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Remembering The Singing 'Mayor Of MacDougal Street'

Dave Van Ronk performs onstage in 1970 in New York.
Sherry Rayn Barnett
Getty Images
Dave Van Ronk performs onstage in 1970 in New York.

Inside Llewyn Davis is set in the Greenwich Village folk music scene of the early 1960s. In a scene from the Coen brothers movie, the fictional Llewyn Davis sits on stage and sings a tune that Dave Van Ronk performed and recorded. Like Van Ronk, the fictional Davis has dark hair and a beard, and spent some time in the merchant marine. And the album cover for the fictional LP that gives the movie its title looks just like the real 1963 LP Inside Dave Van Ronk.

Elijah Wald, a writer and musician who took guitar lessons from Van Ronk, says that's where the similarities end.

"Nothing about the character is like Dave Van Ronk," Wald says. "He was just this huge presence. He was 6'3", 200-something pounds."

Wald helped write Van Ronk's posthumous memoir, The Mayor of MacDougal Street, which was titled after the Greenwich Village street that was home to The Gaslight Cafe and other folk clubs in the early 1960s.

"Dave was the king of that world. He really knew New York, he really knew history, he really knew music," Wald says.

Van Ronk also knew how to tell a story, a talent he displayed on stage between songs. That talent was front and center on 2004's And the tin pan bended and the story ended..., a live recording of his last concert.

"I have often thought back and wondered just what my reaction would have been at age 17 if someone had told me I would go through most of my life being called a folk singer," Van Ronk said during the show. "I probably would've slashed my wrists."

The performance was recorded in October of 2001, just months before he died of colon cancer. Despite what his legacy leaves behind, Van Ronk never thought of himself as a folk singer.

"What I really wanted — I wanted to play jazz in the worst way," he said. "And I did."

Van Ronk grew up in Brooklyn and Queens. He moved to Greenwich Village as a teenager in the early '50s and tried to make it playing in old-time jazz bands. But he found more success singing blues and folk songs in the clubs that were springing up in the village.

He recorded a handful of well-received albums in the early 1960s. Wald says he became a mentor to younger musicians, including Phil Ochs, Tom Paxton and Bob Dylan. In fact, Dylan borrowed one of Van Ronk's arrangements for his first album.

"He asked me if I would mind if he recorded my version of 'House of the Rising Sun,'" Van Ronk said years later in the Dylan documentary No Direction Home. "So I said, 'Well gee, Bob, I'd rather you didn't because I'm gonna record it myself soon.' And Bobby said, 'Uh oh.'"

Van Ronk said he had to stop playing the song because people thought he'd stolen it from Dylan. He laughed in the documentary as he remembered things eventually coming full circle.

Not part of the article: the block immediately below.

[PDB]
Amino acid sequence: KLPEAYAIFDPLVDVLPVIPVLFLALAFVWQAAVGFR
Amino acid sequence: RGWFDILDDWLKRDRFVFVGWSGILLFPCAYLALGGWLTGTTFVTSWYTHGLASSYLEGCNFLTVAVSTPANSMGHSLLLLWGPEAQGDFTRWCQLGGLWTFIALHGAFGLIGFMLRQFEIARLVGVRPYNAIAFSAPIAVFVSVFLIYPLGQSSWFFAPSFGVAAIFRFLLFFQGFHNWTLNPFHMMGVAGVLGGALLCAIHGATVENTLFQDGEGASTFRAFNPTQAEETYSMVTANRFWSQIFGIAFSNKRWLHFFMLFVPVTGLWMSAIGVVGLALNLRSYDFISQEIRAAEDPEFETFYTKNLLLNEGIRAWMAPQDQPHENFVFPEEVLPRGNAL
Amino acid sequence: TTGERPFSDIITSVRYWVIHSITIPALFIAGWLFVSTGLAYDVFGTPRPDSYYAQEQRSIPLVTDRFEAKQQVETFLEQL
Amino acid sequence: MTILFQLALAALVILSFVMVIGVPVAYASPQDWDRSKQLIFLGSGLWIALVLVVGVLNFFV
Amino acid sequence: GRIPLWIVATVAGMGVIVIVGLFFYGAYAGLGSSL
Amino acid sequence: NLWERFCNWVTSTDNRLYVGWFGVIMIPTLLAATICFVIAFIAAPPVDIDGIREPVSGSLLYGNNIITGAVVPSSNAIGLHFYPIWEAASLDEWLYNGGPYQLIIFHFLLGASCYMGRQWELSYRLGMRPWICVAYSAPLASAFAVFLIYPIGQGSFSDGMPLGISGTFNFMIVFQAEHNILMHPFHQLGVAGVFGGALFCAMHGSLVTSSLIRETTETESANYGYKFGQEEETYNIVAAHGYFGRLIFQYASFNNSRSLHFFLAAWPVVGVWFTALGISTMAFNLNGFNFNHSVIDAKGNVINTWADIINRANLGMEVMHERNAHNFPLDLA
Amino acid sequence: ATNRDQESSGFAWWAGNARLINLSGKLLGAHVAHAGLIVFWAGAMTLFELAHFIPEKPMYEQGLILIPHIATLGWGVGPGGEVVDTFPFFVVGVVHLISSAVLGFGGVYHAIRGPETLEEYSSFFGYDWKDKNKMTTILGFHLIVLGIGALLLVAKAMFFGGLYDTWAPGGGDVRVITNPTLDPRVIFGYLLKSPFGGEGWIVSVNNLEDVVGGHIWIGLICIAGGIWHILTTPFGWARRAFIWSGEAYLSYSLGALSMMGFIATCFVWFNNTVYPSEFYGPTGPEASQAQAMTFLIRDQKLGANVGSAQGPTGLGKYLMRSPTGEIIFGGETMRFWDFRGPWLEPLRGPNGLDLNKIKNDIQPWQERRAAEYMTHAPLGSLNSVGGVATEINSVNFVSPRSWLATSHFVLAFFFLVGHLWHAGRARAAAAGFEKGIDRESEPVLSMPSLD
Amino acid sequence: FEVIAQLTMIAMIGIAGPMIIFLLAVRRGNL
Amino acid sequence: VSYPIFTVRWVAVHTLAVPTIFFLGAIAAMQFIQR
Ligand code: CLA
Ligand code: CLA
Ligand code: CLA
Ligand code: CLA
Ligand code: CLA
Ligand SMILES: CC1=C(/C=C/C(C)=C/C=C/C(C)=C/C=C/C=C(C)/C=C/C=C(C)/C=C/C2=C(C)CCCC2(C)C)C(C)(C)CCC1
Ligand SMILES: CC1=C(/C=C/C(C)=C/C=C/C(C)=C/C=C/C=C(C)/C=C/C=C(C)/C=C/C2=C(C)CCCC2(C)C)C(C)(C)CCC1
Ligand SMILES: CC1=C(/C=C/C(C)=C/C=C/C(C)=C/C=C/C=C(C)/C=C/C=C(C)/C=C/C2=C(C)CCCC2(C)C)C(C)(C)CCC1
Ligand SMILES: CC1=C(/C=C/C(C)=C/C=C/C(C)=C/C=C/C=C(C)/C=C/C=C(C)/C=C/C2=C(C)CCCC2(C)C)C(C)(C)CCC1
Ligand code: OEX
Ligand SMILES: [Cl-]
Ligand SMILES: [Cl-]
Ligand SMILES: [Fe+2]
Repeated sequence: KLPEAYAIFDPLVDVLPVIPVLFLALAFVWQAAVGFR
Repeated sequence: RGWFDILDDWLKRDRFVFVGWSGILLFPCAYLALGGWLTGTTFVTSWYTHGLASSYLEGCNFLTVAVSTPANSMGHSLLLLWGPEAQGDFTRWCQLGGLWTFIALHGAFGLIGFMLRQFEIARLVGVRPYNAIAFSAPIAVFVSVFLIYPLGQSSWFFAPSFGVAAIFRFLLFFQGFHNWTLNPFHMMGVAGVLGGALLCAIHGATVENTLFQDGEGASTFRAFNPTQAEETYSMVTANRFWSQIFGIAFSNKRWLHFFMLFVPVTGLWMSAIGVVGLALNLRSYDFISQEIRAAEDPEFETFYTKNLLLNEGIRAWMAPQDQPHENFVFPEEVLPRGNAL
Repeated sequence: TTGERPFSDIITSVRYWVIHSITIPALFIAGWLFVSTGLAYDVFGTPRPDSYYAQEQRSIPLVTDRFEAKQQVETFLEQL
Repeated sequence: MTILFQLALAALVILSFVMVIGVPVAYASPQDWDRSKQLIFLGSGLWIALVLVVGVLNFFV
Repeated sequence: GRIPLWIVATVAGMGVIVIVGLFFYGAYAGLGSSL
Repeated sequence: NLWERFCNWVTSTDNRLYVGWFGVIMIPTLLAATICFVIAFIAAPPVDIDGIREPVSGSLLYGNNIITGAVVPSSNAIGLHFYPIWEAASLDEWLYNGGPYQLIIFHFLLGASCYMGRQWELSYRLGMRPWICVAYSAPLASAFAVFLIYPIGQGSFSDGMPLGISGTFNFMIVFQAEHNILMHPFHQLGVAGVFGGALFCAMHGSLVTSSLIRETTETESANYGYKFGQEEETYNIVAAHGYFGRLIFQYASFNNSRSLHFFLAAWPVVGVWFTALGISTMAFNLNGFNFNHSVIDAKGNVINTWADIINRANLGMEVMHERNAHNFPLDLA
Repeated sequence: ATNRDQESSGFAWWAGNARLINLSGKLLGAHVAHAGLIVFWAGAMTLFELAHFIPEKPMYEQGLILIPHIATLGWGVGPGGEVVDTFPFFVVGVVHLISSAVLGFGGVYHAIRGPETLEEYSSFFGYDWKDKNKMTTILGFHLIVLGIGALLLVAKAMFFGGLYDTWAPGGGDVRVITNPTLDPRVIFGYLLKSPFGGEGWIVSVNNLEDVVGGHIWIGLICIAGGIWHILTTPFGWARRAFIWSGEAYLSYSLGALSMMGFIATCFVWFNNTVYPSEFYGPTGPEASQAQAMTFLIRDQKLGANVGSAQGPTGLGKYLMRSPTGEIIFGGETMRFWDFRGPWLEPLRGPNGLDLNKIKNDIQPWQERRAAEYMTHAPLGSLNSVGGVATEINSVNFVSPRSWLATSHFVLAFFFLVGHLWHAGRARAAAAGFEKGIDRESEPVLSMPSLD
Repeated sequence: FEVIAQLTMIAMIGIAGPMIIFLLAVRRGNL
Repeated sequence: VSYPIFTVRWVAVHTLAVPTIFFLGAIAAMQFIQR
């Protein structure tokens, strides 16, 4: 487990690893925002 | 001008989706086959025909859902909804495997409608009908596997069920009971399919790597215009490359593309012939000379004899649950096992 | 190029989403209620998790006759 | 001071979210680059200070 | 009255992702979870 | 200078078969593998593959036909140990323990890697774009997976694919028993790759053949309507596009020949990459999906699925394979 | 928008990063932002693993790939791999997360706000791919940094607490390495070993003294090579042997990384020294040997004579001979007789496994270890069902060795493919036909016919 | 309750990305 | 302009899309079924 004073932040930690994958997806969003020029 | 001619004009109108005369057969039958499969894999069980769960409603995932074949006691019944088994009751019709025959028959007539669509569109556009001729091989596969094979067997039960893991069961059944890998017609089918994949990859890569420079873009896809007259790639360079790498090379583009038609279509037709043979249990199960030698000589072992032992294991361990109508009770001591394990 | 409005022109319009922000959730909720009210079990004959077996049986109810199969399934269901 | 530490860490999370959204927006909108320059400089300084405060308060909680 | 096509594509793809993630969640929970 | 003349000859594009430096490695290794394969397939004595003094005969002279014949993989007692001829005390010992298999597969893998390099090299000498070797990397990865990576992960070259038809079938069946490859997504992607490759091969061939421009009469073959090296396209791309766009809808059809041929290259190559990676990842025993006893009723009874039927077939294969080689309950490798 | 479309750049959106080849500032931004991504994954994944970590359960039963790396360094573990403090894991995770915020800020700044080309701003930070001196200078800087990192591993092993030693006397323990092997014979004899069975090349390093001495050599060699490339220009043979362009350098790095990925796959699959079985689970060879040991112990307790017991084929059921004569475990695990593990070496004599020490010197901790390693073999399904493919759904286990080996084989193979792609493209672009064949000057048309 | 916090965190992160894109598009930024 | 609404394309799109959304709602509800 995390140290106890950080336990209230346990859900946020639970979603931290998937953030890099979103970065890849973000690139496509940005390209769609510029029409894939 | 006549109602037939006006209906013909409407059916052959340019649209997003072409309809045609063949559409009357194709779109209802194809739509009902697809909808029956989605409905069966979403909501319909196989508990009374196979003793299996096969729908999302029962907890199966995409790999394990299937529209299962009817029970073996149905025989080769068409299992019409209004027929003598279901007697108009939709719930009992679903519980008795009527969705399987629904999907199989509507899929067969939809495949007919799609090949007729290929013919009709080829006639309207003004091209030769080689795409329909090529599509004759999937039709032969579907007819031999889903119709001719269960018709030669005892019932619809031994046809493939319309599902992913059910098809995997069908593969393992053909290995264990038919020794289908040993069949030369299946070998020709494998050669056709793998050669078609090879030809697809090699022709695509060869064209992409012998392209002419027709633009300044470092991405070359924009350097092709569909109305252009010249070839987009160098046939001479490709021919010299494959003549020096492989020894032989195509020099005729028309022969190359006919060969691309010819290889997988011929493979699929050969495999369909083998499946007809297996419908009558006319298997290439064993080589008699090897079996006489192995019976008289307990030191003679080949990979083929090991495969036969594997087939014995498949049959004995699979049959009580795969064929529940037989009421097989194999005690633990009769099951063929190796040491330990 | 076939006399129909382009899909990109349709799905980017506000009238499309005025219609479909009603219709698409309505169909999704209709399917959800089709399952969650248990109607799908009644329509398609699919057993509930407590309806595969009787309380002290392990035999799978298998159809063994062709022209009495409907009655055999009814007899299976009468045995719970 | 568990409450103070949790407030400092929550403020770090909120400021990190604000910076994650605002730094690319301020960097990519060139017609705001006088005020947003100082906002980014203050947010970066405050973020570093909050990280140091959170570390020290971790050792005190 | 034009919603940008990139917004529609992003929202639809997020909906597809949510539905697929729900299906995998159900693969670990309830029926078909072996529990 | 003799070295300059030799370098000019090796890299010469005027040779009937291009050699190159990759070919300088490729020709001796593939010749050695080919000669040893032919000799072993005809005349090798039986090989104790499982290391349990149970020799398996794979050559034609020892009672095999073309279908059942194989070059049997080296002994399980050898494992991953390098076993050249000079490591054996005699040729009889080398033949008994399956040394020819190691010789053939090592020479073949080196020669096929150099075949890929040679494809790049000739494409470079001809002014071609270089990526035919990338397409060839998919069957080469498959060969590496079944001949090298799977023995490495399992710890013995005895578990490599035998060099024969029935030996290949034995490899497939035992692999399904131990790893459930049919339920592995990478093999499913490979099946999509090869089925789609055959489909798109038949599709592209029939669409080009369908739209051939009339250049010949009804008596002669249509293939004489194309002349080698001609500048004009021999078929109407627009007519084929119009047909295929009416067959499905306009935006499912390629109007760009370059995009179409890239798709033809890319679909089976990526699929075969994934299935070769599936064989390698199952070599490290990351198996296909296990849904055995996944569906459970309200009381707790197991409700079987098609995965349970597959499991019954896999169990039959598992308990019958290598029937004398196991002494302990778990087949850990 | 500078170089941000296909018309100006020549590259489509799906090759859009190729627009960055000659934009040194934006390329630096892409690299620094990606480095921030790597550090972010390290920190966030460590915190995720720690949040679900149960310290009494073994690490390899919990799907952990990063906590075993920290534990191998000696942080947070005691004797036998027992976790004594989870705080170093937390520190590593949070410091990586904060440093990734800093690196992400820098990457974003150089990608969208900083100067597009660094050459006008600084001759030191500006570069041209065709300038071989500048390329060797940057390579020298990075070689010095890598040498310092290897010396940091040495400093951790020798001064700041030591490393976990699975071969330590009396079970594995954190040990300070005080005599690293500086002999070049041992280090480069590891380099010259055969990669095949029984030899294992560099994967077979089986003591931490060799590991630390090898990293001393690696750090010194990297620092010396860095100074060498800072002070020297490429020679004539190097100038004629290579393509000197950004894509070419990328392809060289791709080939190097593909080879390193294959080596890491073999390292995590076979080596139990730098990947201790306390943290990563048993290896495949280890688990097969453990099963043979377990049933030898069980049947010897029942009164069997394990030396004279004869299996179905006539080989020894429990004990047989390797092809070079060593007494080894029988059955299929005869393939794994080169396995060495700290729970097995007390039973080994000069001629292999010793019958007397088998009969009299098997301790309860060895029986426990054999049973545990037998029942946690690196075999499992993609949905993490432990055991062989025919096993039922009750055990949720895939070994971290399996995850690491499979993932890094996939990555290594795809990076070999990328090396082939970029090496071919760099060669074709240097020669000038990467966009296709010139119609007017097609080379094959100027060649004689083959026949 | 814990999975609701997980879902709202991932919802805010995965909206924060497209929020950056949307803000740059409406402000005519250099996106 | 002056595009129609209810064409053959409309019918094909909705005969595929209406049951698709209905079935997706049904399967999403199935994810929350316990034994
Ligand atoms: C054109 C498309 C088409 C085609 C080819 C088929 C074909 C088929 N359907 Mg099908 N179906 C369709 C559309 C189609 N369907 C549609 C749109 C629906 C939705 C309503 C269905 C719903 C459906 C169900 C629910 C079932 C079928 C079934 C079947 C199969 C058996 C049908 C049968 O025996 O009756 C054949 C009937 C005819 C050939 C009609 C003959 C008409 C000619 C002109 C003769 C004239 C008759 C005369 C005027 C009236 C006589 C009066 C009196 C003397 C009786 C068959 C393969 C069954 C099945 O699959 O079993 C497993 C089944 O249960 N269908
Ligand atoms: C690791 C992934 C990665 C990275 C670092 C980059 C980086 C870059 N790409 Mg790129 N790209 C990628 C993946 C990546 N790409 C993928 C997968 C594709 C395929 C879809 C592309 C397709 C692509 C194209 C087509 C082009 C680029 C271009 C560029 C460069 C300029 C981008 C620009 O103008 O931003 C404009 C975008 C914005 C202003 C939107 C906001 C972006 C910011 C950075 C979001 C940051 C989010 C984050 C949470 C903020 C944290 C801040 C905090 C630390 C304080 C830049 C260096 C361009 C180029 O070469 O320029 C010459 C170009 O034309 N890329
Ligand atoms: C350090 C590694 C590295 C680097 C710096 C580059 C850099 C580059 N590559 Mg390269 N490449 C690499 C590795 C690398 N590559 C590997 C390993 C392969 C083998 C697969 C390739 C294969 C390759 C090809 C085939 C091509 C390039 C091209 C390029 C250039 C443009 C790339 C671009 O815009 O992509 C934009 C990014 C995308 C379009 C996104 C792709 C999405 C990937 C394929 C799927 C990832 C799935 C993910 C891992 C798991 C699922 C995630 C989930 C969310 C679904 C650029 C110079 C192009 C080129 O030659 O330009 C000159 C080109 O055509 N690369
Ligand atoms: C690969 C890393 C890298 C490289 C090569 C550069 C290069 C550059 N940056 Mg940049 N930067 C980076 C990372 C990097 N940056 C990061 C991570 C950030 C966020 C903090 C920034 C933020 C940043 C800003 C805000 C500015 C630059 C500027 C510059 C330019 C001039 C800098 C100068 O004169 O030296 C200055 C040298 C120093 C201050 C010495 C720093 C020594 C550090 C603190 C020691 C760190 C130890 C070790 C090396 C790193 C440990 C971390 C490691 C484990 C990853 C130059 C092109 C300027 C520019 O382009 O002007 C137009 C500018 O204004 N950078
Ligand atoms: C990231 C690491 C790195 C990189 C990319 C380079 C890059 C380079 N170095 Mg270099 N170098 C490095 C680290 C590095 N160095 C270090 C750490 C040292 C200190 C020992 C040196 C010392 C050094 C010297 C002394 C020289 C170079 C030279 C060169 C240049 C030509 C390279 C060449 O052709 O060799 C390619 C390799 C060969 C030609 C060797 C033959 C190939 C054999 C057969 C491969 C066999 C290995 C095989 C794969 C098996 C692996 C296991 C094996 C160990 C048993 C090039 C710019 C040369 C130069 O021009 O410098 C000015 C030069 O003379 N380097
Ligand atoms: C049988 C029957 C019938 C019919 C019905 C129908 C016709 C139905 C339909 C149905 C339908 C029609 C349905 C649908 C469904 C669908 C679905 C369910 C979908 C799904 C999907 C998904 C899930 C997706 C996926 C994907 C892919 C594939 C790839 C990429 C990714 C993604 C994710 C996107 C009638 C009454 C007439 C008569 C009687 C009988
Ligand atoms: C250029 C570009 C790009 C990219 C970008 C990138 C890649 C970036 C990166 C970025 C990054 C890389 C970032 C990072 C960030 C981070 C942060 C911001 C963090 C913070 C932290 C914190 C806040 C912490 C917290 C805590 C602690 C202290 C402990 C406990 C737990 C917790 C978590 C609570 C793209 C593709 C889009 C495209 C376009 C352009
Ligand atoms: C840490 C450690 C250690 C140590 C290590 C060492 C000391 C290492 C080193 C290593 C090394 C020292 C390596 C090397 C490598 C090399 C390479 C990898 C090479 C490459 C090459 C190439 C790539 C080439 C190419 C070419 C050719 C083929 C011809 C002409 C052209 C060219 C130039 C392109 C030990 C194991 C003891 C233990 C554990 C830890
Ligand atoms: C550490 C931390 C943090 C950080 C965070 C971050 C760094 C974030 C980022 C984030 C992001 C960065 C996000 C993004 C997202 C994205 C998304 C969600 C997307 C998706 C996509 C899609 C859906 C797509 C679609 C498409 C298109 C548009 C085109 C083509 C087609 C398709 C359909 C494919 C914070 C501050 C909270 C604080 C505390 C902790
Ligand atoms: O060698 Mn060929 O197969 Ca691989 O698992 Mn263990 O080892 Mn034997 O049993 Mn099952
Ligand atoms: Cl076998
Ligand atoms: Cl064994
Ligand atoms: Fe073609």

"Later on, when Eric Burdon and The Animals picked the song up from Bobby and recorded it, Bobby told me that he had to drop it, because everyone accused him of ripping it off from Eric Burdon," Van Ronk said.

Over time, Dylan and most other fixtures of the folk scene moved out of Greenwich Village. But Van Ronk stayed put, taking on students between gigs to pay the bills.

Andrea Vuocolo married Van Ronk in 1988. She still lives in the small apartment they shared, which is packed with her late husband's books, guitars and collections of African and Native American art. Vuocolo says her husband read voraciously, and was also a keen observer of the neighborhood.

"He used to tell stories about the village in the '50s and '60s," Vuocolo says. "And there were a lot of people hanging around the clubs who were not musicians. You know, locals, a lot of petty thieves and odd characters. ... He wanted to write more about the whole neighborhood."

But Van Ronk died before he could write more than a few chapters of his memoir. Elijah Wald was able to finish the book using a combination of interviews and stories Van Ronk had told from the stage; the memoir went on to inspire Inside Llewyn Davis.

The last time the Coens built a movie around music, the soundtrack of O Brother, Where Art Thou? sold millions of copies and spurred an old-time music revival. Van Ronk's widow hopes this movie will do the same for her husband's legacy.

"It's very nice to just see people finally paying attention to his work more," Vuocolo says. "And I think that would have been great for him. Just to be noticed more, and have more people listen and understand what he was about."

At his final concert, Van Ronk joked that there were lines around the block to see the Beat generation poets in Greenwich Village coffee houses.

"This presented a logistical problem for the owners of coffee houses — how to get people out of there, and get new people in. So they hired folk singers," he said. "They'd get up and sing three songs. If, at the end of three songs, anybody was still seated, we could get fired. We turned the house over just like that."

The tourists might have left, but when Dave Van Ronk started singing, the musicians stayed to listen.

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Joel Rose is a correspondent on NPR's National Desk. He covers immigration and breaking news.